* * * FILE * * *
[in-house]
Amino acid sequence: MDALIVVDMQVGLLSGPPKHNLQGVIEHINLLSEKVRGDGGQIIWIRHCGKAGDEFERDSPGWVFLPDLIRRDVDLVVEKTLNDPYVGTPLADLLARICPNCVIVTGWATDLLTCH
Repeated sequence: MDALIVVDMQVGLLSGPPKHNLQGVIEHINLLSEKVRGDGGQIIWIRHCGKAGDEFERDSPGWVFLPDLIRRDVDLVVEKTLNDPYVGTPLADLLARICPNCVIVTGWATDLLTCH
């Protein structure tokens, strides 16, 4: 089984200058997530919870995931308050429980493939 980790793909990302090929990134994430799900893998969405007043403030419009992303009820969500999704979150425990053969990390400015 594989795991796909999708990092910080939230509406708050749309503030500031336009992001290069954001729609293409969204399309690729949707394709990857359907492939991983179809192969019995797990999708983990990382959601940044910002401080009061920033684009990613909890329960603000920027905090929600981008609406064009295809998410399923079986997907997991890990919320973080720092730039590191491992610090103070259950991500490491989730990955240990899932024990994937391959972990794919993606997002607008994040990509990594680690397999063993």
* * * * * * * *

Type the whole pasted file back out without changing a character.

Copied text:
[in-house]
Amino acid sequence: MDALIVVDMQVGLLSGPPKHNLQGVIEHINLLSEKVRGDGGQIIWIRHCGKAGDEFERDSPGWVFLPDLIRRDVDLVVEKTLNDPYVGTPLADLLARICPNCVIVTGWATDLLTCH
Repeated sequence: MDALIVVDMQVGLLSGPPKHNLQGVIEHINLLSEKVRGDGGQIIWIRHCGKAGDEFERDSPGWVFLPDLIRRDVDLVVEKTLNDPYVGTPLADLLARICPNCVIVTGWATDLLTCH
């Protein structure tokens, strides 16, 4: 089984200058997530919870995931308050429980493939 980790793909990302090929990134994430799900893998969405007043403030419009992303009820969500999704979150425990053969990390400015 594989795991796909999708990092910080939230509406708050749309503030500031336009992001290069954001729609293409969204399309690729949707394709990857359907492939991983179809192969019995797990999708983990990382959601940044910002401080009061920033684009990613909890329960603000920027905090929600981008609406064009295809998410399923079986997907997991890990919320973080720092730039590191491992610090103070259950991500490491989730990955240990899932024990994937391959972990794919993606997002607008994040990509990594680690397999063993």